And by fun, I mean stupidity, because freedom combined with zero parental supervision made things like visiting the David Koresh compound at 1:00 am and allowing myself to be escorted around by a man claiming to be a journalist who knew where underground passages were still hidden, and showed us bullet holes in the sides of vans SEEMED LIKE AN EXCELLENT IDEA!

Only a handful of times did I pull an all-nighter to accomplish school work. Even then, I knew that when the sun went down at night, so did my brain. (Again, see the aforementioned stupidity that ruled many of my college late nights).

I was the girl who got up in the early hours of the morning, before the sun rose, and tiptoed into the library to study, or write a paper, or to simply read a book. The stillness of the mornings stimulated my mind, and gave me the fuel I needed to get through my daily classes. By my senior year of college, I was well into my English Professional Writing degree, which meant that I had at least one or two papers due every single day.

Most of those words were typed before the sun peeked above the horizon.

Even then, I knew how I worked best. It’s not much different for me today, though I admit that dragging myself from bed in the early mornings is harder than it once was. In college, I had the benefit of knowing I could lay around in the afternoons. Now I know that from 2:00-9:00, I will need to be on my game. I can’t afford to be exhausted.

But I do know when I am my creative best, and when the situation dictates that I tap into that inner creativity, I push myself out of the warm cocoon of my bed while the rest of the world sleeps.

There are so many different ways in which we creatives can tap into the best parts of ourselves. That’s the beauty of living life as a creative:

We don’t have to fit a mold.

As creatives we have an immense amount of freedom to live life as we were designed, each with a unique set of gifts that cannot be molded into a boxed set of rules. Some work better at night, whittling away the slumbering hours behind desks, easels, and sewing machine. Some, like me, feel the ideas most vivid in the mornings, after just enough sleep has given the brain a chance to rejuvenate.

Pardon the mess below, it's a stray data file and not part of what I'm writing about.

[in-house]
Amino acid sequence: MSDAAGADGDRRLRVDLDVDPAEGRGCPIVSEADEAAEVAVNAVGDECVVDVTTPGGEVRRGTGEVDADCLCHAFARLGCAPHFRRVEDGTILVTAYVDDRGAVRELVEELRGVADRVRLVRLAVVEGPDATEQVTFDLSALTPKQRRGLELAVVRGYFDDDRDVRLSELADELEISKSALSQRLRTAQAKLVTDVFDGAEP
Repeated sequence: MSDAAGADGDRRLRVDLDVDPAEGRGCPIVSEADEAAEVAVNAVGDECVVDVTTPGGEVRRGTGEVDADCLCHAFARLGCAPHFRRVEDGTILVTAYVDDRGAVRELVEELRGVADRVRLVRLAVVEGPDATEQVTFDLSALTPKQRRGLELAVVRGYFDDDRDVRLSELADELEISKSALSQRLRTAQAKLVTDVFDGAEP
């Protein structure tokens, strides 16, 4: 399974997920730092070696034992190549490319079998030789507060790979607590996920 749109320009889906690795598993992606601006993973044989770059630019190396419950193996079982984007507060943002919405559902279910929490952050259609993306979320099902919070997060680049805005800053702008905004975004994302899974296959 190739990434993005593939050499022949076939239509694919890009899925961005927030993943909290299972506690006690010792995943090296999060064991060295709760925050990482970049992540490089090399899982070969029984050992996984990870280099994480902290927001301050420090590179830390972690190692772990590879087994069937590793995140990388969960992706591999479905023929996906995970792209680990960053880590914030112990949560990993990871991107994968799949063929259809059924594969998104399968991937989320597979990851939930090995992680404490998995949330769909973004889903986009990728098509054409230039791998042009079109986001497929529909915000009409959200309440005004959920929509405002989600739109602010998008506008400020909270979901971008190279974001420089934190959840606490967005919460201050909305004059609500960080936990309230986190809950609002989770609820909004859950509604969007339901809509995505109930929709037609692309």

Some creatives work best to music, while others need absolute silence. Some need a structured environment, others need the hustle and bustle of a coffee shop or book store.

The life of a creative cannot be dictated by too much structure, because once life feels predictable, the creative juices quit flowing.

There is one thing, however, that will stifle and kill any creative spirit. This one thing is insidious in nature, often creeping in when we don’t even expect it.

The death of creativity lies firmly in comparison.

deathofcreativity

When you begin to compare your gift to her gift, your structured way of working to hers, you will very slowly choke out your own creativity. You are unique. Your method of working is unique. Your talent is unique. Don’t give in to the beast of comparison that whispers softly, “You’re not good enough. Her talent is bigger. Her platform is better. Her skill is more beautiful. Her method of working is more productive.”

As soon as you start ingesting these lies, your creativity will fade.

The creative life cannot be cut into cookie-cutter shapes. It is beautiful because it is unique. Embrace your creativity, and your method for working. Don’t fall prey to the cruelty of comparison. If it means you have to stay away from Pinterest, from blogs, from certain groups or activities, do so. You are uniquely creative, and your gifts are yours alone.

Guard them and share them in the way that lets you uniquely shine.

Beware the False Inspiration

Several times in the last few weeks, this graphic has shown up in my Facebook feed.

falselewis

 

The first time I saw this, my heart leapt. It fit perfectly into a piece of the message that my friend Wendy and I are sharing in the book we’re writing, so I filed it away as a potential quote to put in the book.

As the graphic continued to appear in my feed, I finally decided to look up this quote so that I could properly site where C.S. Lewis had written or said it. That’s when I hit a little snag.

I don’t think this quote came from C.S. Lewis.

I have searched every way I can think to come up with a credible source for the context in which one of the greatest authors in history might have offered this nugget of wisdom, and the best I can come up with are cutesy little printables like the one above on Pinterest and Etsy. What’s more, I’ve found the same quote written and attributed to another man, a Dr. John Trainer.